Any classroom teacher can tell you about the hunt: the hunt for the perfect classroom theme, the hunt for perfect room decor, the hunt for the boundaries that we use to help give structure to our students' learning spaces and activity areas.
We like to find a positive theme or character, or utilize elements from our state standards (remember, many of us are already making the transition to the Common Core) to create the environment we feel is most conducive to meeting diverse learning styles and engaging our students into as much active participation as possible . Certainly teachers also decorate to make their room inviting and safe.
B-u-t...no matter what bulletin board display, pocket chart, potted plants, or seating arrangement we use in our classroom, typically there is one constant boundary that cannot be ignored, no matter how much butcher paper we staple over the top of it in an attempt to transform the space: the four walls.
Teachers maneuver around the wall problem by going on field trips, utilizing videos, or going outside for a neighborhood walk, but these options have their drawbacks. Field trips often require transportation and present a financial cost to families or the school. Videos, while interesting and engaging, keep students as voyeurs, instead of providing them with hands-on experience. Some neighborhoods simply aren't safe areas for children, no matter how many adult chaperones they might have walking with them.
So much has been said for making technology invisible, for making it as standard a classroom tool as books, pencils, Play Dough, unifix cubes and instruments, and for introducing and seamlessly integrating it into the classroom environment exactly the way it has been adopted and utilized in most of our homes. As a teacher of young children, I know that the entire world is an experiential classroom for my students. Why shouldn't more of our outdoor areas be recognized and utilized as daily learning spaces, integrating nature, healthy living, social awareness, play and curricular concepts? Can students only learn effectively when they are contained within a building's walls, our own version of a styrofoam tabletop ant farm?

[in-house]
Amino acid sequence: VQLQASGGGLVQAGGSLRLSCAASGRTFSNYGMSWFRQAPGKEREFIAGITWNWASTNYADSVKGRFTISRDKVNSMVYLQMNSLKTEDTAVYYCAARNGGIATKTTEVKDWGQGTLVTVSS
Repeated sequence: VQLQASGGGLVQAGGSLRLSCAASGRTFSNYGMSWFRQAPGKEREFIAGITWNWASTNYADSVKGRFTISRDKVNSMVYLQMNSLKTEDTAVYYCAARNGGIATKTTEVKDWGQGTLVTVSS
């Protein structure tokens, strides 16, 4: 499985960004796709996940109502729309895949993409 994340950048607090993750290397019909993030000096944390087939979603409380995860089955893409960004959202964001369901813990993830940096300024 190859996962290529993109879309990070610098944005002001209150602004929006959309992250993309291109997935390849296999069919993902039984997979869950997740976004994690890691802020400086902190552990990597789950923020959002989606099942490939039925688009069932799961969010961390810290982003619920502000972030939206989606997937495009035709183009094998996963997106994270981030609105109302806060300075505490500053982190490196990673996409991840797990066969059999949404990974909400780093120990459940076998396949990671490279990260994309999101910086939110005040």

Take a look at these, and let me know what you think.
(Photo by Katsuhisa Kida)
This is a kindergarten learning space encircling a tree in Japan- go here for the article and additional photos~
In addition to blacktop and gross motor playground equipment, why not provide students with a sensory garden/activity area that facilitates imaginative play while incorporating mathematical elements such as geometry (mosaic tiling) and organic science (wood, greenery, decorative and edible plants) into its design? This sensory playground was designed and created by School Playground Designers in the UK with photos found here:
Like you, I'll certainly be selective about the paper I use on my bulletin boards this year, and I'll delineate my students' indoor spaces into safe and engaging activity centers, but I'll also be looking for ways to expand our learning environment past the staple boards, concrete, brick, and windows.
Want some more ideas? Head over to Teacher Tom and check out his preschoolers' outdoor play area~